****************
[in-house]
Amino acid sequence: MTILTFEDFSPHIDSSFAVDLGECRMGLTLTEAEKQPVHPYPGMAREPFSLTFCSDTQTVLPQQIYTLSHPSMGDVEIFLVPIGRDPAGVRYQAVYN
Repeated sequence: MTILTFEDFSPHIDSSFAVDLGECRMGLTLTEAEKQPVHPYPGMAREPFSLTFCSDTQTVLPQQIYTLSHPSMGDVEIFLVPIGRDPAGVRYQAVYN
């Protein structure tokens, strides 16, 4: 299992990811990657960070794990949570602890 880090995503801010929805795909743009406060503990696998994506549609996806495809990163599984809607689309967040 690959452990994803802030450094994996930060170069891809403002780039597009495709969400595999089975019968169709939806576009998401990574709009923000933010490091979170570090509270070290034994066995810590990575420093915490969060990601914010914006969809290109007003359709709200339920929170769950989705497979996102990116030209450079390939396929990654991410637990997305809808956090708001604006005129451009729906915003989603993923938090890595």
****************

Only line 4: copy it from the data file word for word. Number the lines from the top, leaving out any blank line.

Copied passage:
């Protein structure tokens, strides 16, 4: 299992990811990657960070794990949570602890 880090995503801010929805795909743009406060503990696998994506549609996806495809990163599984809607689309967040 690959452990994803802030450094994996930060170069891809403002780039597009495709969400595999089975019968169709939806576009998401990574709009923000933010490091979170570090509270070290034994066995810590990575420093915490969060990601914010914006969809290109007003359709709200339920929170769950989705497979996102990116030209450079390939396929990654991410637990997305809808956090708001604006005129451009729906915003989603993923938090890595």